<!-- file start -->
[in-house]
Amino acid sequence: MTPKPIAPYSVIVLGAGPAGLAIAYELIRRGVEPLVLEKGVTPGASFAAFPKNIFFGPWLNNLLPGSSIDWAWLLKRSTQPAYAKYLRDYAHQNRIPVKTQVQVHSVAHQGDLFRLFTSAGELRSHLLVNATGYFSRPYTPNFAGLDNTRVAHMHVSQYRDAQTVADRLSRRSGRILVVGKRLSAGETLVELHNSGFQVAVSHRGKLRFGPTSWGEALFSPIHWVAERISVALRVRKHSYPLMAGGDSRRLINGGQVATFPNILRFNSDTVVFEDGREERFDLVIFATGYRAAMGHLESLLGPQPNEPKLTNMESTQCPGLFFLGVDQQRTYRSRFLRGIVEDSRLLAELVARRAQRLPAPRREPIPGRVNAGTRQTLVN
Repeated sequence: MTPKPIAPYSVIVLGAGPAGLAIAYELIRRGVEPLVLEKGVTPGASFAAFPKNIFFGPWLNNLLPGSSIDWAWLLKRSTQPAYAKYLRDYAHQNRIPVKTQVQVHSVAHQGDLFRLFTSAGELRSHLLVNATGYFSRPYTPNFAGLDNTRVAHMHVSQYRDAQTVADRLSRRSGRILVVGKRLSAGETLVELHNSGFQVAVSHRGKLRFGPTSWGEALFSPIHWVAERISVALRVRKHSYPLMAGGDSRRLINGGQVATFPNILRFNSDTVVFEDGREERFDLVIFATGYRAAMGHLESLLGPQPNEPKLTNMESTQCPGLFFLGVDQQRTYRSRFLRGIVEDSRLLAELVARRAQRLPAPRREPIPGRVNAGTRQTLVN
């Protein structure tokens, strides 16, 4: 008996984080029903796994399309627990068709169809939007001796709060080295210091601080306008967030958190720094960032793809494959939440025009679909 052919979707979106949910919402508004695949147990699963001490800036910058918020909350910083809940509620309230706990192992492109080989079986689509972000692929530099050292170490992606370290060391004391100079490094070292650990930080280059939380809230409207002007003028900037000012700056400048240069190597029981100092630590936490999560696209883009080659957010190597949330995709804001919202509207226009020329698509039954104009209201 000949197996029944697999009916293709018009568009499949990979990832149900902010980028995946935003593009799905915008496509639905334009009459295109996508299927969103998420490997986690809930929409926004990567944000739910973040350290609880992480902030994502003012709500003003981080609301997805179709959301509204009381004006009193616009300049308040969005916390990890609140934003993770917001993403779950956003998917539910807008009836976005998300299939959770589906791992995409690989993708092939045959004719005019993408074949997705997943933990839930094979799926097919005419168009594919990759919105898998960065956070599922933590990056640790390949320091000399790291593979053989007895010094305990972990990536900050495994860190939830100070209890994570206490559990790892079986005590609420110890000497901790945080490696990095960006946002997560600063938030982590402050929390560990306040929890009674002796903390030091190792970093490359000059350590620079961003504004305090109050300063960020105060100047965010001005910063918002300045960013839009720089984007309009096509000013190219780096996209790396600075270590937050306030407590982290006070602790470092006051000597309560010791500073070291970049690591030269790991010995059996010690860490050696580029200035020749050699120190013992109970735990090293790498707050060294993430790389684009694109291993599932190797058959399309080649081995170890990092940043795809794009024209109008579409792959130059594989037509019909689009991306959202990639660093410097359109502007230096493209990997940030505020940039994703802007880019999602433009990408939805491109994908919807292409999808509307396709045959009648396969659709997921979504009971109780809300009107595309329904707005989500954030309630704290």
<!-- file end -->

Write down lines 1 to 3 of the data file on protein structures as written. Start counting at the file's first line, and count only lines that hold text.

[in-house]
Amino acid sequence: MTPKPIAPYSVIVLGAGPAGLAIAYELIRRGVEPLVLEKGVTPGASFAAFPKNIFFGPWLNNLLPGSSIDWAWLLKRSTQPAYAKYLRDYAHQNRIPVKTQVQVHSVAHQGDLFRLFTSAGELRSHLLVNATGYFSRPYTPNFAGLDNTRVAHMHVSQYRDAQTVADRLSRRSGRILVVGKRLSAGETLVELHNSGFQVAVSHRGKLRFGPTSWGEALFSPIHWVAERISVALRVRKHSYPLMAGGDSRRLINGGQVATFPNILRFNSDTVVFEDGREERFDLVIFATGYRAAMGHLESLLGPQPNEPKLTNMESTQCPGLFFLGVDQQRTYRSRFLRGIVEDSRLLAELVARRAQRLPAPRREPIPGRVNAGTRQTLVN
Repeated sequence: MTPKPIAPYSVIVLGAGPAGLAIAYELIRRGVEPLVLEKGVTPGASFAAFPKNIFFGPWLNNLLPGSSIDWAWLLKRSTQPAYAKYLRDYAHQNRIPVKTQVQVHSVAHQGDLFRLFTSAGELRSHLLVNATGYFSRPYTPNFAGLDNTRVAHMHVSQYRDAQTVADRLSRRSGRILVVGKRLSAGETLVELHNSGFQVAVSHRGKLRFGPTSWGEALFSPIHWVAERISVALRVRKHSYPLMAGGDSRRLINGGQVATFPNILRFNSDTVVFEDGREERFDLVIFATGYRAAMGHLESLLGPQPNEPKLTNMESTQCPGLFFLGVDQQRTYRSRFLRGIVEDSRLLAELVARRAQRLPAPRREPIPGRVNAGTRQTLVN